What is obsessive-compulsive disorder?
Obsessive-compulsive disorder (OCD) is a common and long-lasting mental health condition that causes intrusive, obsessive thoughts that lead you to repeat certain behaviors, or compulsions, over and over.
These obsessions and compulsions impede daily activities and often cause feelings of anxiety or distress. Trying to ignore or suppress the obsessions may worsen your anxiety and distress.
What are the symptoms of obsessive-compulsive disorder?
People with OCD usually experience both obsessions and compulsions, but it’s possible to have only one or the other. These symptoms can take up a lot of time and seriously interfere with work, school, and personal relationships.
Obsessions are recurrent, unwanted thoughts or mental images that cause anxiety. Common examples of obsessions include:
- Fear of germs or contamination
- Thoughts of harming yourself or others
- Disturbing sexual images
- Needing things to be symmetrical or in a particular order
- Doubts that you’ve locked the door or turned off the stove
You may be aware that these thoughts are irrational, but you still fear that they’re somehow true.
Compulsions are repetitive actions that you feel driven to perform in response to the obsession. This may involve rules or rituals that you follow to control or reduce the obsessive thoughts. Common examples of compulsions include:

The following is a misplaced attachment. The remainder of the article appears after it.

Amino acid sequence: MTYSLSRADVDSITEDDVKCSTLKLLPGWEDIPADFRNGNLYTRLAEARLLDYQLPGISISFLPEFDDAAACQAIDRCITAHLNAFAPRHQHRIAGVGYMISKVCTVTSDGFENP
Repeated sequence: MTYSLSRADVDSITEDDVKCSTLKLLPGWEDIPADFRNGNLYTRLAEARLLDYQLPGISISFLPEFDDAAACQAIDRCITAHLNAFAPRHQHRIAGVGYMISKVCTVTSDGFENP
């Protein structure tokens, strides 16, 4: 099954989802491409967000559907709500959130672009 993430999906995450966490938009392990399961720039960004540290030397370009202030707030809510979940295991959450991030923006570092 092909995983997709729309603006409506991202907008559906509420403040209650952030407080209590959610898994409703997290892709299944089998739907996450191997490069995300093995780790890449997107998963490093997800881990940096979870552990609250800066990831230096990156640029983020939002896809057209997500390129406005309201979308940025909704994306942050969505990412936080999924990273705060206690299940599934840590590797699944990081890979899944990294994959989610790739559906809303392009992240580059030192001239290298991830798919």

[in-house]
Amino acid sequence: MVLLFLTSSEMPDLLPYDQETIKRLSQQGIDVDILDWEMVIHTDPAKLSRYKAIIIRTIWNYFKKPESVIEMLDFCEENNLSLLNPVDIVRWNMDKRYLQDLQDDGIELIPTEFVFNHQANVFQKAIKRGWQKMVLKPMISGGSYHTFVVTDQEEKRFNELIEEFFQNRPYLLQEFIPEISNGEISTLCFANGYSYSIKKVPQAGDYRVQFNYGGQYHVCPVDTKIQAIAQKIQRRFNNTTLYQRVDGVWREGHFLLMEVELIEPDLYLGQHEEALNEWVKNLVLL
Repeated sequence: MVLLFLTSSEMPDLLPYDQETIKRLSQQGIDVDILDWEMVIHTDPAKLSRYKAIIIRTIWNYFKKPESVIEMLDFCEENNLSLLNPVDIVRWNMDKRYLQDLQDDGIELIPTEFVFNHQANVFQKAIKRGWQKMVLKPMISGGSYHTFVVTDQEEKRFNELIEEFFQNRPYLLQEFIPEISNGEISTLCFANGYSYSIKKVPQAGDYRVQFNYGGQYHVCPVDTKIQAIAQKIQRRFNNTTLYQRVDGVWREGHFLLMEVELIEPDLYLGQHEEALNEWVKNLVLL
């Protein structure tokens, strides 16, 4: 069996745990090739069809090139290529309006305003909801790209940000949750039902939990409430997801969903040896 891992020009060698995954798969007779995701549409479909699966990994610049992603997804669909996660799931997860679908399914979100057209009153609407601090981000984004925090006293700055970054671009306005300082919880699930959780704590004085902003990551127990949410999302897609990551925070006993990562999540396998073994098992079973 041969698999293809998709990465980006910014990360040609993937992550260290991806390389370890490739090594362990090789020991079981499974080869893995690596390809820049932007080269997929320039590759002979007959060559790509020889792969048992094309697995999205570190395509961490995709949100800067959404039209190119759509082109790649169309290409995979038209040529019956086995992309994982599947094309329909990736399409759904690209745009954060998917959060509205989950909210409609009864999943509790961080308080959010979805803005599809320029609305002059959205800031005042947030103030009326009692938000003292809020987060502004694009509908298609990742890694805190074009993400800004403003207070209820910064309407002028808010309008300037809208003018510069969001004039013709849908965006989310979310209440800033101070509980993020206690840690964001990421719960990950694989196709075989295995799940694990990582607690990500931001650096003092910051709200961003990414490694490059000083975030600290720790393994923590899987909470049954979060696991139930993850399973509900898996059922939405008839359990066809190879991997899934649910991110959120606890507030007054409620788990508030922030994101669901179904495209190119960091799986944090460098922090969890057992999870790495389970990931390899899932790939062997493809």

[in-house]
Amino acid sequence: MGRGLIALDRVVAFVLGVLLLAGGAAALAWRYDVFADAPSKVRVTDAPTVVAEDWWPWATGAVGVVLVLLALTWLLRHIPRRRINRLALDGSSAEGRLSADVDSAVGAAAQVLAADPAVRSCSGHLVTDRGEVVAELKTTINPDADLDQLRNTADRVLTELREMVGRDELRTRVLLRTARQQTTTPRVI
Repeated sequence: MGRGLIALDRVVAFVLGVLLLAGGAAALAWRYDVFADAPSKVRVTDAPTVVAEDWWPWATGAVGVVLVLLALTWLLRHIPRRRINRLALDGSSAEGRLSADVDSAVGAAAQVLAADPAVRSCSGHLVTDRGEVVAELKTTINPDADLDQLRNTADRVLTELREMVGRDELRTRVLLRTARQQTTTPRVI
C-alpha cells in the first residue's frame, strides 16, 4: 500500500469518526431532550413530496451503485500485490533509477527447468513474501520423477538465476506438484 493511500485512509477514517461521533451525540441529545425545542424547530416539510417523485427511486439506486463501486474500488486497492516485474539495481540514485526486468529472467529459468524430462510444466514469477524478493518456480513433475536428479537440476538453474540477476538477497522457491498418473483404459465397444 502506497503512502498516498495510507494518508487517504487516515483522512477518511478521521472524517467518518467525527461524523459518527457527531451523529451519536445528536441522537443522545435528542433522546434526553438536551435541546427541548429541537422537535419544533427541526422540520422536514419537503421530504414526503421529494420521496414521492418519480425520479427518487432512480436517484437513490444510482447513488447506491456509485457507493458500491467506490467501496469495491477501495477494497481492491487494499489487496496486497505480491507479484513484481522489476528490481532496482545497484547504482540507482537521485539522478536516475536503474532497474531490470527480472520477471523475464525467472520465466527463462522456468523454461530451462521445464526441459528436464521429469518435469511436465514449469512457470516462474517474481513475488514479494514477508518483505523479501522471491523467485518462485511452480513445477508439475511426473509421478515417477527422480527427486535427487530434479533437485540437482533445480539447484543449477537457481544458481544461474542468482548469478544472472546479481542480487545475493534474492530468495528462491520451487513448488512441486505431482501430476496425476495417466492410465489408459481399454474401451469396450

- Excessive hand washing or cleaning
- Checking the locks on doors or the stove repeatedly
- Ordering or arranging things in a certain way
- Counting and recounting things
- Repeating a word, phrase, or prayer silently
OCD symptoms typically appear during adolescence or early adulthood, but people over age 35 can develop this condition as well.
How is obsessive-compulsive disorder treated?
OCD is usually a lifelong (chronic) condition, but the providers at Dr. Messina & Associates teach you how to control your symptoms so they don’t rule your life. The two main treatments for OCD include medications and psychotherapy. The most effective treatment may involve a combination of both.
You can ask your psychiatrist or primary care physician about the best type of medication for you.
The providers at Dr. Messina & Associates use a type of psychotherapy called cognitive behavioral therapy (CBT). They also use a type of CBT called exposure and response prevention (ERP), which helps you face your obsessions while refraining from the compulsion.
Medication management may also be suitable as a treatment option. Psychiatrists may prescribe medication for a trial period to monitor the effectiveness of the medication as a reliable treatment for OCD (Obsessive Compulsive Disorder).
This reduces your symptoms by desensitizing you to the anxiety-provoking nature of the obsession.
To learn how you can take control of your life with OCD, call the office of Dr. Messina & Associates or book an appointment online today.
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